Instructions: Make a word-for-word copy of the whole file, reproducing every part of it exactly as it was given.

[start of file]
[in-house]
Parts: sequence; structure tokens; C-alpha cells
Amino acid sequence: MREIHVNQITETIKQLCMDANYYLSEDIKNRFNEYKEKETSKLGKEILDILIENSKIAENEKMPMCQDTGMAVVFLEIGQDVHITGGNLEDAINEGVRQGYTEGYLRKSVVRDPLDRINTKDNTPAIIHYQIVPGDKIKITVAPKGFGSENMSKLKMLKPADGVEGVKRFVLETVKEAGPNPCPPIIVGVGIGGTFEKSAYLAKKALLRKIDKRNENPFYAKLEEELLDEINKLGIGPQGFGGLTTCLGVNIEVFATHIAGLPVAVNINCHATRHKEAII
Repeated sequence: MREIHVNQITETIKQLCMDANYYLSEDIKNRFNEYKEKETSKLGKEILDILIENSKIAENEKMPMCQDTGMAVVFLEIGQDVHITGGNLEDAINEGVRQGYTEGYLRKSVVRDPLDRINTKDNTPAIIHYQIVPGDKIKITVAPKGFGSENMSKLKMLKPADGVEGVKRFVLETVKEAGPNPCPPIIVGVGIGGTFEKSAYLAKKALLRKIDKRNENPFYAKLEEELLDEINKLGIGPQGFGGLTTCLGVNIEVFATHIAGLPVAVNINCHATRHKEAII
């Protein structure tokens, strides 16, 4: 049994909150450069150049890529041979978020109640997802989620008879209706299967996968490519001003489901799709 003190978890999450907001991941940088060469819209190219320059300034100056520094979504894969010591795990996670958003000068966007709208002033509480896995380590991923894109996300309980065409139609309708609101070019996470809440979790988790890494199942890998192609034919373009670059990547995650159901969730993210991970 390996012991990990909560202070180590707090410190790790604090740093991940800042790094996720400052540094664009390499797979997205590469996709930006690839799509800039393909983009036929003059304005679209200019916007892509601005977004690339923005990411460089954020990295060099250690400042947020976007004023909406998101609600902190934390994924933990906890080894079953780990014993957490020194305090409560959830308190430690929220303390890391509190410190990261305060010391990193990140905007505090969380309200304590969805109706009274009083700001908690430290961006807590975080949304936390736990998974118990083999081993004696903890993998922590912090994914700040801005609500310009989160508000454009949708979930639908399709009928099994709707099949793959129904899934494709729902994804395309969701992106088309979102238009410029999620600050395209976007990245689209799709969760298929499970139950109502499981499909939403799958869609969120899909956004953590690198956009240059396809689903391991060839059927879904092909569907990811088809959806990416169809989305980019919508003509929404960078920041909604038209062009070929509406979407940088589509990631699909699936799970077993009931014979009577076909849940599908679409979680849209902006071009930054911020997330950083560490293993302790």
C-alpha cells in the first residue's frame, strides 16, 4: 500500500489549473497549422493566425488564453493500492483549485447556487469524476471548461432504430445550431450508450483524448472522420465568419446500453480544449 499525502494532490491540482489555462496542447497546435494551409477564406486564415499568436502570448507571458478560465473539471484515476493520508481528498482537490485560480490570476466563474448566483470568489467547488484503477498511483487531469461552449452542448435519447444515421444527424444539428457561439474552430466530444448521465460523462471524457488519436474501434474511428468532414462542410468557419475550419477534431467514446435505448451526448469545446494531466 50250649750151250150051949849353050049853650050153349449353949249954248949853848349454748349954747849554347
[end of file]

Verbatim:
[in-house]
Parts: sequence; structure tokens; C-alpha cells
Amino acid sequence: MREIHVNQITETIKQLCMDANYYLSEDIKNRFNEYKEKETSKLGKEILDILIENSKIAENEKMPMCQDTGMAVVFLEIGQDVHITGGNLEDAINEGVRQGYTEGYLRKSVVRDPLDRINTKDNTPAIIHYQIVPGDKIKITVAPKGFGSENMSKLKMLKPADGVEGVKRFVLETVKEAGPNPCPPIIVGVGIGGTFEKSAYLAKKALLRKIDKRNENPFYAKLEEELLDEINKLGIGPQGFGGLTTCLGVNIEVFATHIAGLPVAVNINCHATRHKEAII
Repeated sequence: MREIHVNQITETIKQLCMDANYYLSEDIKNRFNEYKEKETSKLGKEILDILIENSKIAENEKMPMCQDTGMAVVFLEIGQDVHITGGNLEDAINEGVRQGYTEGYLRKSVVRDPLDRINTKDNTPAIIHYQIVPGDKIKITVAPKGFGSENMSKLKMLKPADGVEGVKRFVLETVKEAGPNPCPPIIVGVGIGGTFEKSAYLAKKALLRKIDKRNENPFYAKLEEELLDEINKLGIGPQGFGGLTTCLGVNIEVFATHIAGLPVAVNINCHATRHKEAII
């Protein structure tokens, strides 16, 4: 049994909150450069150049890529041979978020109640997802989620008879209706299967996968490519001003489901799709 003190978890999450907001991941940088060469819209190219320059300034100056520094979504894969010591795990996670958003000068966007709208002033509480896995380590991923894109996300309980065409139609309708609101070019996470809440979790988790890494199942890998192609034919373009670059990547995650159901969730993210991970 390996012991990990909560202070180590707090410190790790604090740093991940800042790094996720400052540094664009390499797979997205590469996709930006690839799509800039393909983009036929003059304005679209200019916007892509601005977004690339923005990411460089954020990295060099250690400042947020976007004023909406998101609600902190934390994924933990906890080894079953780990014993957490020194305090409560959830308190430690929220303390890391509190410190990261305060010391990193990140905007505090969380309200304590969805109706009274009083700001908690430290961006807590975080949304936390736990998974118990083999081993004696903890993998922590912090994914700040801005609500310009989160508000454009949708979930639908399709009928099994709707099949793959129904899934494709729902994804395309969701992106088309979102238009410029999620600050395209976007990245689209799709969760298929499970139950109502499981499909939403799958869609969120899909956004953590690198956009240059396809689903391991060839059927879904092909569907990811088809959806990416169809989305980019919508003509929404960078920041909604038209062009070929509406979407940088589509990631699909699936799970077993009931014979009577076909849940599908679409979680849209902006071009930054911020997330950083560490293993302790």
C-alpha cells in the first residue's frame, strides 16, 4: 500500500489549473497549422493566425488564453493500492483549485447556487469524476471548461432504430445550431450508450483524448472522420465568419446500453480544449 499525502494532490491540482489555462496542447497546435494551409477564406486564415499568436502570448507571458478560465473539471484515476493520508481528498482537490485560480490570476466563474448566483470568489467547488484503477498511483487531469461552449452542448435519447444515421444527424444539428457561439474552430466530444448521465460523462471524457488519436474501434474511428468532414462542410468557419475550419477534431467514446435505448451526448469545446494531466 50250649750151250150051949849353050049853650050153349449353949249954248949853848349454748349954747849554347